Jordan Artim was looking forward to a relaxing weekend at home by herself last November.
What the Crown Point senior swimmer got instead was a tearful phone call to her mother followed by a trip to the emergency room. More than two months after a freak injury, Artim is back in the water and can now laugh about a morning accident that could have been much worse.
“My parents went out of town and they weren’t even gone 24 hours when I had to call them,” Artim said. “I slammed my hand in my car door on the way to school. It was the first time they ever left me home alone. They swear they’ll never do it again.”
The freak accident left Artim with a broken finger, nine stitches and a host of questions about her future. The South Carolina commit was sure that her swim season was over, especially as she looked down and saw what appeared to be exposed bone.
“I started crying immediately,” Artim said. “I knew for sure that my season was over. I wasn’t even upset about my hand, just what it meant for me. Then the doctor told me that it would only be four weeks.”
Artim ended up being dry docked for nearly six weeks as she exercised caution for fear of future infection. She started with kicking exercises and was back in the water around Christmas, much to the delight of Crown Point coach Byron Angerman.
“She has learned to overcome adversity this season,” Angerman said. “Every year she has gotten a little more confident in her abilities to achieve. You can see it in her growth over time. She knows what it takes to success and what comes from that is a lot of hard work that she puts in.”
Artim is the third in her family to earn a Division I swimming scholarship after former Crown Point stars Mackenzie (Purdue) and Kelsi (Wisconsin) before her. Artim consulted with her coaches at South Carolina after the injury and they came up with a plan for times throughout the season. Artim has already exceeded those marks.
Artim registered wins at the Highland Invite earlier this month in the 50-yard freestyle and the 100 breaststroke and then she repeated those victories at last Saturday’s Duneland Athletic Conference Meet. It was the performance on Saturday that has allowed Artim to recalibrate her expectations for this season in the wake of her injury.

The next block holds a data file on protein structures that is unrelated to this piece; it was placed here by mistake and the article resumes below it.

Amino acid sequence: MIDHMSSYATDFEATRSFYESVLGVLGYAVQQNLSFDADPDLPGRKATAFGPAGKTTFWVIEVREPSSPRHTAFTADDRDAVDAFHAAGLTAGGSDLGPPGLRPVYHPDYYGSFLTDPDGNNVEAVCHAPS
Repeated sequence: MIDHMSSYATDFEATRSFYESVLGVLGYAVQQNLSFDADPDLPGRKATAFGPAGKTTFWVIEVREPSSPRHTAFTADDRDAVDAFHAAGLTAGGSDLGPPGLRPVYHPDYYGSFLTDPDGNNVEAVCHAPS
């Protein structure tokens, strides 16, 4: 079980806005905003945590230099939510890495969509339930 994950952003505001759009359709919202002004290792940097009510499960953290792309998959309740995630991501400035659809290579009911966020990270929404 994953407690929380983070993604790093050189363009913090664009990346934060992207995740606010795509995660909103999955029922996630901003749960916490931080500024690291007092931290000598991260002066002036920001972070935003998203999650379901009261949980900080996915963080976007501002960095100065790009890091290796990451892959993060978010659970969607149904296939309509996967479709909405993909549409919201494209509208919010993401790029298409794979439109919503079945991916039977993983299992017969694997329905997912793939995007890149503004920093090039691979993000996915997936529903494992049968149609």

“I’m the kind of person that usually prepares for the worst so that I’m not disappointed when it happens,” Artim said. “In the past couple DAC meets, I usually end up crying after because I didn’t perform well. This year, I was smiling. I didn’t think those times at Highland were real, that maybe I was tapered or something. After DAC, I was reassured that I am actually doing these times.”
Artim is still working her way back to compete in the 200 individual medley and is eager to return to state where she placed 16th in the 50 free and 27th in the 100 breast. Crown Point’s 200 freestyle relay took 25th.
“The DAC meet was a huge deal for me,” Artim said. “Something must be going right. I thought my season was going to be over and now I’ve got something to show for it. The injury didn’t set me back.”
Munster duo honored
Munster seniors Kyle Adams and Holden Raffin continue to earn impressive honors outside of their achievements in Northwest Indiana. With the two already slatted to swim at the Olympic Trials this summer in Omaha, the pair received some global honors on Wednesday morning.
USA Swimming announced its 18 & Under World 100 list on Wednesday, listing the top 100 swimmers in a variety of events. Adams, who will swim at Iowa this fall, is listed 37th in the 100 breast with a time of 1 minutes, 2.68 seconds that he recorded at the NCSA Summer Swimming Championship in Indianapolis last August.
Raffin is tied with Korea’s Sughyun Yang at 59th in the 100 back with a time of 56.28. The USC commit is also ranked 79th in the 200 back with a time of 2:03.52. Raffin registered both of these times over two days at the same meet.
“The 18 & Under World 100 List is a reflection of the strength of USA Swimming’s future,” USA Swimming National Junior Team Director Mitch Dalton said in a release on Wednesday. “The World 100 offers an apples-to-apples comparison of how our developmental-aged athletes compare to their international peers.”